Mesothelioma is a rare and aggressive form of cancer that affects the mesothelial cells, which are the protective lining of the lungs, abdomen, and heart. The primary cause of mesothelioma is exposure to asbestos, a naturally occurring mineral that was widely used in construction, shipbuilding, and other industries until the 1970s. Unfortunately, mesothelioma is often diagnosed at an advanced stage, which makes it difficult to treat. Surgery is one of the treatment options for mesothelioma, and it can help in several ways.
First, surgery can be used to diagnose mesothelioma. If a patient has symptoms that suggest mesothelioma, such as persistent cough, chest pain, or shortness of breath, a doctor may perform a biopsy to confirm the diagnosis. During a biopsy, a small piece of tissue is removed from the affected area and examined under a microscope. If mesothelioma is confirmed, the doctor may recommend surgery to remove as much of the cancer as possible.
Second, surgery can be used to remove the tumor or tumors. Mesothelioma tumors can grow in the lining of the lungs, abdomen, or heart, and they can be difficult to remove completely. However, surgery can be an effective way to remove as much of the tumor as possible and reduce the symptoms of mesothelioma. There are several types of surgery that can be used to remove mesothelioma tumors, including:
Pleurectomy/decortication (P/D): This surgery is used to remove the lining of the lungs (pleura) and any visible mesothelioma tumors. During the procedure, the surgeon will make several small incisions in the chest and use a camera and special tools to remove the affected tissue.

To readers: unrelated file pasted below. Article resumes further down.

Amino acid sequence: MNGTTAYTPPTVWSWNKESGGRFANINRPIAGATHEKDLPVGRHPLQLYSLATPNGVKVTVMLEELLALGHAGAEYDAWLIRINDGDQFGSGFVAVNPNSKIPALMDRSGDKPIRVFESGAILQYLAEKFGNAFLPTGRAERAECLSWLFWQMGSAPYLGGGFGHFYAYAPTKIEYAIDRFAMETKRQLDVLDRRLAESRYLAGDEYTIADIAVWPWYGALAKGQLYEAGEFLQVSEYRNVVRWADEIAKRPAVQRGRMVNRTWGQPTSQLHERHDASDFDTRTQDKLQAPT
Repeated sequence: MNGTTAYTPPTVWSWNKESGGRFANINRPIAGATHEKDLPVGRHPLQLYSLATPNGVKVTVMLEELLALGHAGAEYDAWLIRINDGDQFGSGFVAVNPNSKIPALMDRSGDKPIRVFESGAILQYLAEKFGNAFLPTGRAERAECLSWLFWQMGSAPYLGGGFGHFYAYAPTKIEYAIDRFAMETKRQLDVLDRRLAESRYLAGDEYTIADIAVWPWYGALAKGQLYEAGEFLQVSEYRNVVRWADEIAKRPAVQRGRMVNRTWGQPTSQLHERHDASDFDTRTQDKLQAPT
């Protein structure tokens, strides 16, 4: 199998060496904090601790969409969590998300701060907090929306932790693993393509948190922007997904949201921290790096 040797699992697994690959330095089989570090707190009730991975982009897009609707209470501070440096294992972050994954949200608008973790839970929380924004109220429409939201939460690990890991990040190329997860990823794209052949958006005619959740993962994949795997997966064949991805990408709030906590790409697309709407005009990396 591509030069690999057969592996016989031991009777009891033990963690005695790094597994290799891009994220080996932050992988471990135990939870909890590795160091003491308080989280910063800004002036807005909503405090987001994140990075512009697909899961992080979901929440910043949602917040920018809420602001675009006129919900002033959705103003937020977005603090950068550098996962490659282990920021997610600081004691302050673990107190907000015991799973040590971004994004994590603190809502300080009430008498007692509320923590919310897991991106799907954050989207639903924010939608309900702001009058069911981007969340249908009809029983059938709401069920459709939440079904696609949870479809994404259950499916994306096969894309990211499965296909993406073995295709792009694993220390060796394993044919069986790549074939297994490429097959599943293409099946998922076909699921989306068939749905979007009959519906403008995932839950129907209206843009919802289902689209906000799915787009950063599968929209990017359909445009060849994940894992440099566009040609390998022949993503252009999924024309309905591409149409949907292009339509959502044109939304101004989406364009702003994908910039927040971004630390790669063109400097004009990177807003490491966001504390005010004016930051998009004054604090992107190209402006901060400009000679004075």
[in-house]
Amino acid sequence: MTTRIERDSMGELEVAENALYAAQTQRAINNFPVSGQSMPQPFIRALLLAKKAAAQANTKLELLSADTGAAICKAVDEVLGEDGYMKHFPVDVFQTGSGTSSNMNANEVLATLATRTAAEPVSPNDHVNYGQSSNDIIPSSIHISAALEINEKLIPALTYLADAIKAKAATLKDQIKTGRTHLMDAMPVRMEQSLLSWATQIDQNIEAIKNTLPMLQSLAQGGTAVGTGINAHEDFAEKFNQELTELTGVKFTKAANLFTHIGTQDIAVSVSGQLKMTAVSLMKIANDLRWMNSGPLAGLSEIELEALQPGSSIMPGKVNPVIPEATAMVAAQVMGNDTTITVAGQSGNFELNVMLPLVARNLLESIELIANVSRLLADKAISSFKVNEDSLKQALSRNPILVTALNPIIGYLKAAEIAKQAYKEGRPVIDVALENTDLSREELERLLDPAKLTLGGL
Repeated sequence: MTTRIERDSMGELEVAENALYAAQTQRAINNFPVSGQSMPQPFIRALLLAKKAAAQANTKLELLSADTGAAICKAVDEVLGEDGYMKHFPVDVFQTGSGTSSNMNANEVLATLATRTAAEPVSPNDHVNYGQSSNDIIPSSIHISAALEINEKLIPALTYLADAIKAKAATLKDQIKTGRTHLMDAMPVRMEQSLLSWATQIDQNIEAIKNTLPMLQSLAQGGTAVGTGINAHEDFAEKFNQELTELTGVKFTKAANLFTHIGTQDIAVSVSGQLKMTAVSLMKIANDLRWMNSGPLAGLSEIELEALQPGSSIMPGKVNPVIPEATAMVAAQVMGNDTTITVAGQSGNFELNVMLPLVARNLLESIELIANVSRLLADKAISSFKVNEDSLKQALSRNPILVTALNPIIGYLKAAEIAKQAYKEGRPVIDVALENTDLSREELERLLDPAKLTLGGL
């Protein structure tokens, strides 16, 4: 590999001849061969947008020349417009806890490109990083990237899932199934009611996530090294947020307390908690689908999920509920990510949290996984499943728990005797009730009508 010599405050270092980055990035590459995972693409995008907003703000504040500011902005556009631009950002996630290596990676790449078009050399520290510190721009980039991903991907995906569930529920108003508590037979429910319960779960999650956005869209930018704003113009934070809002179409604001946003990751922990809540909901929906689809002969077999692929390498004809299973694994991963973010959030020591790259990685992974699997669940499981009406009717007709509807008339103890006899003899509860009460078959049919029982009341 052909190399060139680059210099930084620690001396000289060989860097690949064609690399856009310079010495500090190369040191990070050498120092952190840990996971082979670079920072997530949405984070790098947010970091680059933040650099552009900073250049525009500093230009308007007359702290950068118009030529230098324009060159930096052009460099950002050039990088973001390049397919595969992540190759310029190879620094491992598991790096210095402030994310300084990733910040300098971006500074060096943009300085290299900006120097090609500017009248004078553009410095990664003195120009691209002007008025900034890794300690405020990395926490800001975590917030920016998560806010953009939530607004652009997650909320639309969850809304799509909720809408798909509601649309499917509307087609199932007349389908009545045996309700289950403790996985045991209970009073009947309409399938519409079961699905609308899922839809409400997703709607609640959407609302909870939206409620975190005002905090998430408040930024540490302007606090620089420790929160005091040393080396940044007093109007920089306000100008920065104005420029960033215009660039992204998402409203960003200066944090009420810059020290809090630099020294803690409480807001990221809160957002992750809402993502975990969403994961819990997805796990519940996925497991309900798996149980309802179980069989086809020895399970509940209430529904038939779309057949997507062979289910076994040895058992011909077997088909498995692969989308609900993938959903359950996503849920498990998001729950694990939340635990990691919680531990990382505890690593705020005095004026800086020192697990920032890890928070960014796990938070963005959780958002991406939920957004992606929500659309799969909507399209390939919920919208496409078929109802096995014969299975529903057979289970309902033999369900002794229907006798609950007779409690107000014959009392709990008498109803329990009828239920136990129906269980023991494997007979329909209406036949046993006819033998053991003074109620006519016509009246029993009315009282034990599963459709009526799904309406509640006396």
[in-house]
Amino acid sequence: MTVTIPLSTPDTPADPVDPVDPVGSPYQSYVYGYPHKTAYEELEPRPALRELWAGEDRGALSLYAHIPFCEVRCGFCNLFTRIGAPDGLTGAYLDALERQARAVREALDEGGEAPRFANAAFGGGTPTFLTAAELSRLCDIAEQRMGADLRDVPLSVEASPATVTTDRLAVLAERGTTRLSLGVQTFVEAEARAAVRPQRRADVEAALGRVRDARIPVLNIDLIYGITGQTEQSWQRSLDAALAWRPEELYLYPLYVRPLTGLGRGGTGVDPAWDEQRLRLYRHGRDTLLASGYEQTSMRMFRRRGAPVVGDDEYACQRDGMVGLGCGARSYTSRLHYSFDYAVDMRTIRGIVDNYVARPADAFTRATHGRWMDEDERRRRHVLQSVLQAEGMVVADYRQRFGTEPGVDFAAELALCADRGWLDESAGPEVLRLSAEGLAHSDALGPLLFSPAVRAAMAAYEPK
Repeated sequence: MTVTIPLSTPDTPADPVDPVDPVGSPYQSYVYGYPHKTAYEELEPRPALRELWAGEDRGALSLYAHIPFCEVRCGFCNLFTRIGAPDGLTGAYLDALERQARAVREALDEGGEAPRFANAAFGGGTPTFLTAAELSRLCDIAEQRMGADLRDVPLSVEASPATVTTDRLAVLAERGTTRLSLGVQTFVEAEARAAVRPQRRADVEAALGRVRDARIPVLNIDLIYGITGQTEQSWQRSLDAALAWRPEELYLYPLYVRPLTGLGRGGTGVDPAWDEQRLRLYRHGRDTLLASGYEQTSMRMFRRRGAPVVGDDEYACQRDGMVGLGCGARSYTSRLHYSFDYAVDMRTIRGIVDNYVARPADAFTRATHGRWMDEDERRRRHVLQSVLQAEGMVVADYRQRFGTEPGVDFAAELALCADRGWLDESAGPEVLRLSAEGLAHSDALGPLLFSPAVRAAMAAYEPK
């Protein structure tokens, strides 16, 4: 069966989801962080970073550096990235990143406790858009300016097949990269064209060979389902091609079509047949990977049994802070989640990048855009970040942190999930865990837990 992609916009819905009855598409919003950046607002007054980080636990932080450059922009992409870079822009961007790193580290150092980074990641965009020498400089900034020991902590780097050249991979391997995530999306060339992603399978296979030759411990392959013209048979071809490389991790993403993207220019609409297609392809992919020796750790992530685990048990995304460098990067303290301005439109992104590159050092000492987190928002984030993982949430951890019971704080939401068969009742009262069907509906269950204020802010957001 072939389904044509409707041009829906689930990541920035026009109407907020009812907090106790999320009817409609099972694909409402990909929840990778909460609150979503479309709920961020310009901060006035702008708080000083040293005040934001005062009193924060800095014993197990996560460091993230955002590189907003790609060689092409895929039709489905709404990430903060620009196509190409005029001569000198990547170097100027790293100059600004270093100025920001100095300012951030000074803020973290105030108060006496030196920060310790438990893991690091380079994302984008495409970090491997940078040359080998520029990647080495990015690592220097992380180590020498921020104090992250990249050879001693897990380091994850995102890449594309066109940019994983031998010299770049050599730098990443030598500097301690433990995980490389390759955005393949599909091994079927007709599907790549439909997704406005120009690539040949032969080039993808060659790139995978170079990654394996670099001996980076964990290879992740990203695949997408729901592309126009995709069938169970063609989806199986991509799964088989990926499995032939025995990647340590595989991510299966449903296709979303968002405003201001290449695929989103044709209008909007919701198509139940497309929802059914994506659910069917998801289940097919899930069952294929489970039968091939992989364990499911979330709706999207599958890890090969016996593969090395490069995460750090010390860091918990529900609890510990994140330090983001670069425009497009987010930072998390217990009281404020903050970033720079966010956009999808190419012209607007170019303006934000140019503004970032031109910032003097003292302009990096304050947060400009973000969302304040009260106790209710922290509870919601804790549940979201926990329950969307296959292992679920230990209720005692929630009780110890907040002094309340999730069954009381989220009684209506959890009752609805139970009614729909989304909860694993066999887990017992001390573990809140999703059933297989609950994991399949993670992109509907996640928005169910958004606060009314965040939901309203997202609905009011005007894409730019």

Extrapleural pneumonectomy (EPP): This surgery is used to remove the entire affected lung, as well as the lining of the chest wall and heart. This is a more invasive procedure than P/D and is typically only used for patients with early-stage mesothelioma who are otherwise healthy.
Cytoreductive surgery with heated intraperitoneal chemotherapy (HIPEC): This surgery is used to remove mesothelioma tumors from the lining of the abdomen (peritoneum). During the procedure, the surgeon will remove as much of the visible tumor as possible, and then a heated chemotherapy solution will be circulated in the abdomen to kill any remaining cancer cells.
Third, surgery can be used as part of a multimodal treatment approach. Mesothelioma is often treated with a combination of surgery, chemotherapy, and radiation therapy. This is known as multimodal treatment, and it can be more effective than any one treatment alone. For example, a patient with mesothelioma may undergo surgery to remove the tumor, followed by chemotherapy to kill any remaining cancer cells, and then radiation therapy to prevent the cancer from coming back.
Finally, surgery can improve quality of life for mesothelioma patients. Even if the surgery cannot remove all of the cancer, it can still help to reduce symptoms such as pain and difficulty breathing. For example, a patient with mesothelioma may undergo surgery to remove part of a tumor that is causing chest pain, which can improve their overall quality of life.
However, it is important to note that surgery is not always an option for mesothelioma patients. The decision to undergo surgery will depend on several factors, including the location and stage of the cancer, the patient’s overall health, and their preferences and goals for treatment. Additionally, surgery can be a risky and invasive procedure, and there is a risk of complications such as bleeding, infection, and damage to nearby organs.
In conclusion, surgery can be an effective treatment option for mesothelioma, and it can help in several ways, including diagnosis, tumor removal, multimodal treatment, and symptom management. However, the decision to undergo surgery should be made in consultation with a mesothelioma specialist who can evaluate the risks and benefits of the procedure for each individual patient.